The advantages of 3D gait analysis:
- The gold standard of gait analysis
- Analyses your motion in three body planes
- Measures leg rotations not possible with video camera analysis
- Compares your values with a normal database of uninjured runners
- Realtime gait re-training
- Based on decades of research
- Brings the science laboratory to the clinical environment
- Optimise injury rehabilitation and footwear choice
Have a look at some examples on our Facebook page
If you would like more information or have a question, please contact us.
What is 3D gait analysis?
Three-dimensional gait analysis is a non-invasive method of accurately measuring the way you move. Small, spherical reflective markers are attached to your body and the three-dimensional positions of these markers are measured using infrared cameras as you move. Run3D has three infrared cameras that record the three-dimensional positions of each marker at a frequency of 200Hz (two hundred times a second).
The three-dimensional positions of the markers are then used to create an exact computer model of you running. The personalised model is used to accurately calculate your joint angles in all three planes of human movement. For example, we measure how much your knee extends and flexes as you run, how much it rotates and how much it moves sideways.
Infrared cameras and custom-built software enable a highly accurate assessment of your biomechanics
Run3D uses the 3D GAIT system, which has been developed by the world-leaders in running injury biomechanics at the Running Injury Clinic at the University of Calgary. 3D GAIT combines infrared motion capture equipment with custom-built software and the world’s largest biomechanical database to provide you with the most accurate assessment of your biomechanics that is currently available. Your individual data is compared to the normal database of several hundred runners.
Our analysis enables us to identify the subtle biomechanical problems that are likely to have caused your injury. These abnormalities are often impossible to detect by eye or with video based systems. By identifying the underlying mechanisms that caused your injury in the first place, we can optimise your rehabilitation protocols and reduce the likelihood that the injury reoccurs.
3D GAIT is based on decades of research from some of the world’s leading institutions, including the University of Calgary and the University of Oxford.
What is the difference between the service provided by Run3D and the free biomechanical assessment advertised by my local running shop?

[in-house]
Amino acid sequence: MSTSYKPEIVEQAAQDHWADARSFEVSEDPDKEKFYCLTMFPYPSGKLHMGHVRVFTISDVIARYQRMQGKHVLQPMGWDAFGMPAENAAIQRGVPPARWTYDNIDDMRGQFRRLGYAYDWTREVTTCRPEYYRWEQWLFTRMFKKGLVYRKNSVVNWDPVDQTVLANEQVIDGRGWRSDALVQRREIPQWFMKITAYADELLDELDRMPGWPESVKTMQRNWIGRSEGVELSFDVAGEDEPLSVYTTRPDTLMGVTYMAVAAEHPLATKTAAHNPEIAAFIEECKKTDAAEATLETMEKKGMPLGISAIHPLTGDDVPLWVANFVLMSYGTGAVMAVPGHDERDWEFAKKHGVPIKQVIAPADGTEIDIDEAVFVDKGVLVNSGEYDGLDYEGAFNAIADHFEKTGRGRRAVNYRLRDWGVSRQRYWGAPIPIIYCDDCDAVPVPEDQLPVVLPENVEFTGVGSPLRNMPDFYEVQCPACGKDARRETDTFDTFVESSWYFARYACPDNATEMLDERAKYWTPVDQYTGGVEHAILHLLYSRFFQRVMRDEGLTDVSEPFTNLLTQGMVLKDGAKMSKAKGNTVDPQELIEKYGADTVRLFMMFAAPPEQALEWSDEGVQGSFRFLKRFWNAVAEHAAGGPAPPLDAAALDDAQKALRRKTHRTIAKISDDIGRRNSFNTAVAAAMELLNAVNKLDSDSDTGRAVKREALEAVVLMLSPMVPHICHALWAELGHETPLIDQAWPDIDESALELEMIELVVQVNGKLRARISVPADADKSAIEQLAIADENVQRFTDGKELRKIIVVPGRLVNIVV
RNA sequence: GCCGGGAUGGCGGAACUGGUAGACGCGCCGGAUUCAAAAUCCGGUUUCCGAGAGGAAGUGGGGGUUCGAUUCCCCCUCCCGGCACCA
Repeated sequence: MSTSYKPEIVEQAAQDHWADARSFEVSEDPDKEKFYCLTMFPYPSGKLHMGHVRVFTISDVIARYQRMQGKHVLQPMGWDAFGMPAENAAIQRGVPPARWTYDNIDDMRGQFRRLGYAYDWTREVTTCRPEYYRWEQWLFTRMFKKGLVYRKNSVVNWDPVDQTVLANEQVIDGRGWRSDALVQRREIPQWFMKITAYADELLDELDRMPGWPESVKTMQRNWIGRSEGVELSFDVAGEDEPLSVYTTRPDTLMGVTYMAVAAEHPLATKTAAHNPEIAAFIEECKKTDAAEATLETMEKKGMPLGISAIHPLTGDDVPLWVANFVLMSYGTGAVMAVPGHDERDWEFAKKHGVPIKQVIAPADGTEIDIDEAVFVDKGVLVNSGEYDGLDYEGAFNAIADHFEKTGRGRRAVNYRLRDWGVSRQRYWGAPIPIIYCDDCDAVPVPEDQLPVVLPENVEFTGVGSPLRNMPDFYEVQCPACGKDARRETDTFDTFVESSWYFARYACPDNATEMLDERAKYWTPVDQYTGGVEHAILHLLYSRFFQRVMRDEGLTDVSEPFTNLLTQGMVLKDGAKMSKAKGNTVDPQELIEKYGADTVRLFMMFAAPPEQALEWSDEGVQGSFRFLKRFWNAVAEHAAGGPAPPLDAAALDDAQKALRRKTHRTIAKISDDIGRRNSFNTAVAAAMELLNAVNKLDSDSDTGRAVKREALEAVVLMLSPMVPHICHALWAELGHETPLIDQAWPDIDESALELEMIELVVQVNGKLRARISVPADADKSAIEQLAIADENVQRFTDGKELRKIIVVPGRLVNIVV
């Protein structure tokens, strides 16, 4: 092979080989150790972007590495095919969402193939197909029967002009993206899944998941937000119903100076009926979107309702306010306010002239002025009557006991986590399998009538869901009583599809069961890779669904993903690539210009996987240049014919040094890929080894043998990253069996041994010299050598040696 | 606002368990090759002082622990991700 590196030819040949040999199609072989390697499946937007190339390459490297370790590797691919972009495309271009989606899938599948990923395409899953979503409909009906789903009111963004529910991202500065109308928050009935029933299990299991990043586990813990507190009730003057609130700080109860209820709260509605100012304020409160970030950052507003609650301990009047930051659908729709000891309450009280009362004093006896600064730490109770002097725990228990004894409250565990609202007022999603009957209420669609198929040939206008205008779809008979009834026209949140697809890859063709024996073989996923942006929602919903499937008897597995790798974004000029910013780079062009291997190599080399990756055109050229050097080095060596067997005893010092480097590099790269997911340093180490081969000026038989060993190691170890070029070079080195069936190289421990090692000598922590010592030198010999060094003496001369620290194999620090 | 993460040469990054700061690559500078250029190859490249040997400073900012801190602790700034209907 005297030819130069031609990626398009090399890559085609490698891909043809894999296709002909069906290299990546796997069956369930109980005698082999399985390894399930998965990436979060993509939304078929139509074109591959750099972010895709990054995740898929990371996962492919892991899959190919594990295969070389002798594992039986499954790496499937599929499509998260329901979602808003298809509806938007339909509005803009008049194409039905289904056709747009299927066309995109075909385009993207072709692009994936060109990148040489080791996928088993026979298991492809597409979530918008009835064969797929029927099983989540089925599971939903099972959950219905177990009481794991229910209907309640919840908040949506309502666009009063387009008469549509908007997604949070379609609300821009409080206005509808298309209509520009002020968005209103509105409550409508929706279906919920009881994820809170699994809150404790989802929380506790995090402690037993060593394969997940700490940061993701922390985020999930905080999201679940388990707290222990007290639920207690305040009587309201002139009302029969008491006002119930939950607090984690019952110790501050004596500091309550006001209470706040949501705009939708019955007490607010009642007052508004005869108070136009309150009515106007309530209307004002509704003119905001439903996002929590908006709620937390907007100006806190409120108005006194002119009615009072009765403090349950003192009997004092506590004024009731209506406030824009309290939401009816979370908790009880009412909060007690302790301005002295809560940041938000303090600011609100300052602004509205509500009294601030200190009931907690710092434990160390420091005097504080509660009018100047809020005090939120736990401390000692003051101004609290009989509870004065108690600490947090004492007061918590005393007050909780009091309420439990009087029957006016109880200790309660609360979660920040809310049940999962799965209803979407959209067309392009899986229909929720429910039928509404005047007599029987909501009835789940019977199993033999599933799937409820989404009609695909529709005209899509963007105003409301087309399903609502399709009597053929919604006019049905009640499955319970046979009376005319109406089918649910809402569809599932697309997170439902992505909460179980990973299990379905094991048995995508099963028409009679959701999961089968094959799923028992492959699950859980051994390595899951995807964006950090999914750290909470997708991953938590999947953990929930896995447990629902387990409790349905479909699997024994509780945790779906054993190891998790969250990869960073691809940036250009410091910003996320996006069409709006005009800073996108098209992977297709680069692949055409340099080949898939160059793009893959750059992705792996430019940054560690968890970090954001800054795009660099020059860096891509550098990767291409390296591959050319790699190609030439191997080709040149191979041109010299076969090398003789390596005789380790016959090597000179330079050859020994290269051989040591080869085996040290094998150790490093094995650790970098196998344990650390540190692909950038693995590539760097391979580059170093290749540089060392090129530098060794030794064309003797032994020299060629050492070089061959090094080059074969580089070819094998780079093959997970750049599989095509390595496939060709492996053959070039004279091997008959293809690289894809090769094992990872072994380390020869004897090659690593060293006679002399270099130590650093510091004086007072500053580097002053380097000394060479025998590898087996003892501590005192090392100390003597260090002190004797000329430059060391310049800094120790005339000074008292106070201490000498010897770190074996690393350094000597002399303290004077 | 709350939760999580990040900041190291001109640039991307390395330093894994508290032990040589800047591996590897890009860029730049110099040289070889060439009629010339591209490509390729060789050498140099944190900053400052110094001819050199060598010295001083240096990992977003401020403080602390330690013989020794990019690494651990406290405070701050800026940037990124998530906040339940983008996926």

Your body endures a force equal to 2.5 times your body-weight with every step you run. You run a mile in approximately 1900 steps. Therefore, if you run 40 miles a week, you take nearly 2 million running steps each year. The repetitive and demanding loads placed on the body mean that even very small differences in your running patterns might lead to the development of a running injury.
Research has shown that only three-dimensional assessments are accurate enough to detect the small motion patterns that might cause a running injury. Since most running shops only use one or two cameras, they can only measure your biomechanics in 2D, which are often inadequate for carrying out an accurate and reliable biomechanical assessment. At Run3D we use three infrared cameras to measure your biomechanics in three dimensions. This is a very specialised service and use the most advanced method of three-dimensional clinical motion analysis that is available at this time.
Surely all I need is a good pair of shoes?
Whilst it is common for people to be advised running shoes based on arch profile, footprint shape or heel position on video analysis, there is no scientific research to support this approach. A review of all the available scientific papers on the subject showed that there is no evidence on which to base shoe recommendations.
Some studies have tried to analyse the benefit of different shoe types (neutral, stability, motion control) on foot types with no consistent evidence to demonstrate that one shoe is better for a given foot type. Indeed, the only finding that seems to be a good guide is comfort – the most comfortable shoes insert can reduce injury rate and the most comfortable shoe can improve running economy.
However, it is clear from clinical experience that having the right shoe for each individual has the potential to reduce the injury rate.
By performing a detailed 3D gait analysis we can get a much clearer idea of the need for a given shoe type.